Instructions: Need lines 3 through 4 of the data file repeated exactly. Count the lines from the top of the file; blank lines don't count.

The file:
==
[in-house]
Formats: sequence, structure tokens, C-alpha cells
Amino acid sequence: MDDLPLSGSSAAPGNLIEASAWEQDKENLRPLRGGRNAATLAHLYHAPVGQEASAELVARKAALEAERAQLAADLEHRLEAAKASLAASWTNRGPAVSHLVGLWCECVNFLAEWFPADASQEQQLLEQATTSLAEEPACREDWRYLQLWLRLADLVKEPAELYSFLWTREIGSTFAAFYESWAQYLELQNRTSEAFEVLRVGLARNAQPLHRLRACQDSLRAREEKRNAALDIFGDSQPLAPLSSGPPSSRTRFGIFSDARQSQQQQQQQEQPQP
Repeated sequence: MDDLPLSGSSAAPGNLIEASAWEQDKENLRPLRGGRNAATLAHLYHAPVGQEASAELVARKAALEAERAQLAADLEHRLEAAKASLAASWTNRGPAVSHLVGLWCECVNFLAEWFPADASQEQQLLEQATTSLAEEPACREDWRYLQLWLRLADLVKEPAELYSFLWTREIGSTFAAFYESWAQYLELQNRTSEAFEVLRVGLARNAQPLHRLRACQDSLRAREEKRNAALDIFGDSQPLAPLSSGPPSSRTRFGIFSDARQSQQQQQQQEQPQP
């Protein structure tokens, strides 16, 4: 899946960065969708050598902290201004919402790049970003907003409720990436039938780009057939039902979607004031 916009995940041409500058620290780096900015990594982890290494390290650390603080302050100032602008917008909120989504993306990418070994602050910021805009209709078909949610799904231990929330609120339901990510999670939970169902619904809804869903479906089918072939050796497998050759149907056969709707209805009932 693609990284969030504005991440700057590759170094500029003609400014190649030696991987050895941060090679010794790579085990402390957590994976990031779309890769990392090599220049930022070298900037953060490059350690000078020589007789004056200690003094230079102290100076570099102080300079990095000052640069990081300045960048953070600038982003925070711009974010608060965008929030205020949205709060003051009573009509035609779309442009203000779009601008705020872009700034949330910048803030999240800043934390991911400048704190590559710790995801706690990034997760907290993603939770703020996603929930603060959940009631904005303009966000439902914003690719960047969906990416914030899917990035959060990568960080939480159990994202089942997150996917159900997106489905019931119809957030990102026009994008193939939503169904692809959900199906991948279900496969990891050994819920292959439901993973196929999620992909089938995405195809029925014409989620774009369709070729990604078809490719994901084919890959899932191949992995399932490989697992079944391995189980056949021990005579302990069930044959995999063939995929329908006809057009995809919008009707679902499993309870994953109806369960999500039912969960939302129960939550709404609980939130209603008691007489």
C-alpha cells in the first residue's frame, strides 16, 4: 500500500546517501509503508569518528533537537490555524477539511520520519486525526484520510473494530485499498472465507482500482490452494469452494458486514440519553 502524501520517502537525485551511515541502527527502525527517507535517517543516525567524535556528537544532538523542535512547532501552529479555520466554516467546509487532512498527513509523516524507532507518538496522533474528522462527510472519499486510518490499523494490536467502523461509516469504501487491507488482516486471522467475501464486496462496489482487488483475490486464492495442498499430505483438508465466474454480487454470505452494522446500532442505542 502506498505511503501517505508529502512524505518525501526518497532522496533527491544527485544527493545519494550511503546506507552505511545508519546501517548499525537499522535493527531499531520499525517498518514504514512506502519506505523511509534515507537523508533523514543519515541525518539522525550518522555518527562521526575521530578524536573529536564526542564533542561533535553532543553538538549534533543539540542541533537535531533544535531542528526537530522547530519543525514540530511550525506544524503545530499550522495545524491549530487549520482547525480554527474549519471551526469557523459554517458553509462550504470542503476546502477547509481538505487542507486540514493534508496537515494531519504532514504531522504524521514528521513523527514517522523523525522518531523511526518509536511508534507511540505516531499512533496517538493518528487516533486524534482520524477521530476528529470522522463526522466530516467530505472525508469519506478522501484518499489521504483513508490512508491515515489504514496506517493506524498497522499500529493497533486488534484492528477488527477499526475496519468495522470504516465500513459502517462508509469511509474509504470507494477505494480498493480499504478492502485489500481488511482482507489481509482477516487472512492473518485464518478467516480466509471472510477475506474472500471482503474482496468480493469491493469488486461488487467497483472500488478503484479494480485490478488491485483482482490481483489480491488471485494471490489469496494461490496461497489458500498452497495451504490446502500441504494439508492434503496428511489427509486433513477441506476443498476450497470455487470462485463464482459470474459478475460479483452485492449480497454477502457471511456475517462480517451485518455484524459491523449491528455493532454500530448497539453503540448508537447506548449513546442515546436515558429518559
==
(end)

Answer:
Amino acid sequence: MDDLPLSGSSAAPGNLIEASAWEQDKENLRPLRGGRNAATLAHLYHAPVGQEASAELVARKAALEAERAQLAADLEHRLEAAKASLAASWTNRGPAVSHLVGLWCECVNFLAEWFPADASQEQQLLEQATTSLAEEPACREDWRYLQLWLRLADLVKEPAELYSFLWTREIGSTFAAFYESWAQYLELQNRTSEAFEVLRVGLARNAQPLHRLRACQDSLRAREEKRNAALDIFGDSQPLAPLSSGPPSSRTRFGIFSDARQSQQQQQQQEQPQP
Repeated sequence: MDDLPLSGSSAAPGNLIEASAWEQDKENLRPLRGGRNAATLAHLYHAPVGQEASAELVARKAALEAERAQLAADLEHRLEAAKASLAASWTNRGPAVSHLVGLWCECVNFLAEWFPADASQEQQLLEQATTSLAEEPACREDWRYLQLWLRLADLVKEPAELYSFLWTREIGSTFAAFYESWAQYLELQNRTSEAFEVLRVGLARNAQPLHRLRACQDSLRAREEKRNAALDIFGDSQPLAPLSSGPPSSRTRFGIFSDARQSQQQQQQQEQPQP